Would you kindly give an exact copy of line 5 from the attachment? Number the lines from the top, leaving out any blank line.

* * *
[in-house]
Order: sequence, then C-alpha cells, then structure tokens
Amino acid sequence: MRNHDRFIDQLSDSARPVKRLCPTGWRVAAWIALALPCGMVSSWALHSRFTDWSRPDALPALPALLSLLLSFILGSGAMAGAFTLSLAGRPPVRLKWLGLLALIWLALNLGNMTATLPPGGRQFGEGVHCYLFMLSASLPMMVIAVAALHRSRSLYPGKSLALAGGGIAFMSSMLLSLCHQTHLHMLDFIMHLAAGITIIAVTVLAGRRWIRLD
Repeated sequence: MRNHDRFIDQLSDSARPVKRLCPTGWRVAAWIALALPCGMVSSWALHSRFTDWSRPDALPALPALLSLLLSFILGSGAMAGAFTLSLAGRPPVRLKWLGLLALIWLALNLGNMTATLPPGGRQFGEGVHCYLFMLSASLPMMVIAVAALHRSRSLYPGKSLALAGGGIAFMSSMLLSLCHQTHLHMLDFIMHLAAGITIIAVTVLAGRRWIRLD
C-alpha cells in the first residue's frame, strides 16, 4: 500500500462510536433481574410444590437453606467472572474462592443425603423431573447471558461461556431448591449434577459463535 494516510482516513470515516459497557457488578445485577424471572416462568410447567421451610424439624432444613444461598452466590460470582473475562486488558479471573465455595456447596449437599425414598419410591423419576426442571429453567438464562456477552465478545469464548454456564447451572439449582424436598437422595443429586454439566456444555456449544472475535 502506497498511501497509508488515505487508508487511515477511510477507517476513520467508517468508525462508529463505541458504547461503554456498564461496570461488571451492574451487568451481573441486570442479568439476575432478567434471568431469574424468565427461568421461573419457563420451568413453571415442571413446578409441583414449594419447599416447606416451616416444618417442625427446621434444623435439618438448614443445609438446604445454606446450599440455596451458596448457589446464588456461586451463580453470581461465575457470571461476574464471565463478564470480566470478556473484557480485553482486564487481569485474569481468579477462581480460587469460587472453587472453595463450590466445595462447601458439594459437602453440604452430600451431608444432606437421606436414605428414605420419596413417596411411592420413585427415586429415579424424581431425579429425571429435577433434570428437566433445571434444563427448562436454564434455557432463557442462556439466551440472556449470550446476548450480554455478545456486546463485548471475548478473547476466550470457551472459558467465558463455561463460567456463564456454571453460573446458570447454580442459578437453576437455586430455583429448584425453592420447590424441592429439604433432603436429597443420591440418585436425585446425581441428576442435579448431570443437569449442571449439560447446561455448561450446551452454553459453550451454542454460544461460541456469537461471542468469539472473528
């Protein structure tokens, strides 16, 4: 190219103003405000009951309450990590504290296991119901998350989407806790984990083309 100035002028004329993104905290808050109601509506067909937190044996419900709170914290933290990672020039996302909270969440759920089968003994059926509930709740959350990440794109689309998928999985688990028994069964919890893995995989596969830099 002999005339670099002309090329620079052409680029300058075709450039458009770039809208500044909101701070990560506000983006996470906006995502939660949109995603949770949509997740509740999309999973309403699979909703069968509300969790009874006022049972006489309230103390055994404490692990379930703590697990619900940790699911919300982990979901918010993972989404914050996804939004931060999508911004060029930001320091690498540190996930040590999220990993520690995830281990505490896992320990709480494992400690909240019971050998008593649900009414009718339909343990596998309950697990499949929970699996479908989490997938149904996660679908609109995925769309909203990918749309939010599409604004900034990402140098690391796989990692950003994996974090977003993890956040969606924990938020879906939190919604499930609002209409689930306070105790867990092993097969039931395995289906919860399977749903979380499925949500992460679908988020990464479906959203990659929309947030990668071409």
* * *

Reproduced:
C-alpha cells in the first residue's frame, strides 16, 4: 500500500462510536433481574410444590437453606467472572474462592443425603423431573447471558461461556431448591449434577459463535 494516510482516513470515516459497557457488578445485577424471572416462568410447567421451610424439624432444613444461598452466590460470582473475562486488558479471573465455595456447596449437599425414598419410591423419576426442571429453567438464562456477552465478545469464548454456564447451572439449582424436598437422595443429586454439566456444555456449544472475535 502506497498511501497509508488515505487508508487511515477511510477507517476513520467508517468508525462508529463505541458504547461503554456498564461496570461488571451492574451487568451481573441486570442479568439476575432478567434471568431469574424468565427461568421461573419457563420451568413453571415442571413446578409441583414449594419447599416447606416451616416444618417442625427446621434444623435439618438448614443445609438446604445454606446450599440455596451458596448457589446464588456461586451463580453470581461465575457470571461476574464471565463478564470480566470478556473484557480485553482486564487481569485474569481468579477462581480460587469460587472453587472453595463450590466445595462447601458439594459437602453440604452430600451431608444432606437421606436414605428414605420419596413417596411411592420413585427415586429415579424424581431425579429425571429435577433434570428437566433445571434444563427448562436454564434455557432463557442462556439466551440472556449470550446476548450480554455478545456486546463485548471475548478473547476466550470457551472459558467465558463455561463460567456463564456454571453460573446458570447454580442459578437453576437455586430455583429448584425453592420447590424441592429439604433432603436429597443420591440418585436425585446425581441428576442435579448431570443437569449442571449439560447446561455448561450446551452454553459453550451454542454460544461460541456469537461471542468469539472473528